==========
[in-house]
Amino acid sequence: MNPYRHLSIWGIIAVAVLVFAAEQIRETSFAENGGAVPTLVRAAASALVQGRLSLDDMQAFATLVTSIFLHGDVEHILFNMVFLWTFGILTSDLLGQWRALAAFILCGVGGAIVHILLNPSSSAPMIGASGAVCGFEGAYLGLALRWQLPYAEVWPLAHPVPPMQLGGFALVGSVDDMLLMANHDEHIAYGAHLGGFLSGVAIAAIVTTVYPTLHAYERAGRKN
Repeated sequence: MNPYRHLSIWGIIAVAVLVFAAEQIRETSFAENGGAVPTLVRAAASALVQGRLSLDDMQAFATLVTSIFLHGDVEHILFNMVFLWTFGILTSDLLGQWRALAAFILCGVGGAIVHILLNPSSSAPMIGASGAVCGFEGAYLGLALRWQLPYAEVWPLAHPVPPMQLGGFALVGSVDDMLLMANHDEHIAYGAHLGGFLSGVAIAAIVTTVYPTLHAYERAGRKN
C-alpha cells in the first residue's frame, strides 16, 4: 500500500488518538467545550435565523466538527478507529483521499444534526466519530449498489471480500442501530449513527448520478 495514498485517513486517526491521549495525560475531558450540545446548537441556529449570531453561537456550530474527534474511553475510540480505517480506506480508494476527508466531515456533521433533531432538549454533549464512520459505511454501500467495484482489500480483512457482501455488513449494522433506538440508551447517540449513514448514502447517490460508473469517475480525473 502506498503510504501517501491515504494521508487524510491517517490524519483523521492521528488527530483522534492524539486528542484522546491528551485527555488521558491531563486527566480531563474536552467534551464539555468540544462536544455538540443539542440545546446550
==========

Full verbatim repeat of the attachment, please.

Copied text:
[in-house]
Amino acid sequence: MNPYRHLSIWGIIAVAVLVFAAEQIRETSFAENGGAVPTLVRAAASALVQGRLSLDDMQAFATLVTSIFLHGDVEHILFNMVFLWTFGILTSDLLGQWRALAAFILCGVGGAIVHILLNPSSSAPMIGASGAVCGFEGAYLGLALRWQLPYAEVWPLAHPVPPMQLGGFALVGSVDDMLLMANHDEHIAYGAHLGGFLSGVAIAAIVTTVYPTLHAYERAGRKN
Repeated sequence: MNPYRHLSIWGIIAVAVLVFAAEQIRETSFAENGGAVPTLVRAAASALVQGRLSLDDMQAFATLVTSIFLHGDVEHILFNMVFLWTFGILTSDLLGQWRALAAFILCGVGGAIVHILLNPSSSAPMIGASGAVCGFEGAYLGLALRWQLPYAEVWPLAHPVPPMQLGGFALVGSVDDMLLMANHDEHIAYGAHLGGFLSGVAIAAIVTTVYPTLHAYERAGRKN
C-alpha cells in the first residue's frame, strides 16, 4: 500500500488518538467545550435565523466538527478507529483521499444534526466519530449498489471480500442501530449513527448520478 495514498485517513486517526491521549495525560475531558450540545446548537441556529449570531453561537456550530474527534474511553475510540480505517480506506480508494476527508466531515456533521433533531432538549454533549464512520459505511454501500467495484482489500480483512457482501455488513449494522433506538440508551447517540449513514448514502447517490460508473469517475480525473 502506498503510504501517501491515504494521508487524510491517517490524519483523521492521528488527530483522534492524539486528542484522546491528551485527555488521558491531563486527566480531563474536552467534551464539555468540544462536544455538540443539542440545546446550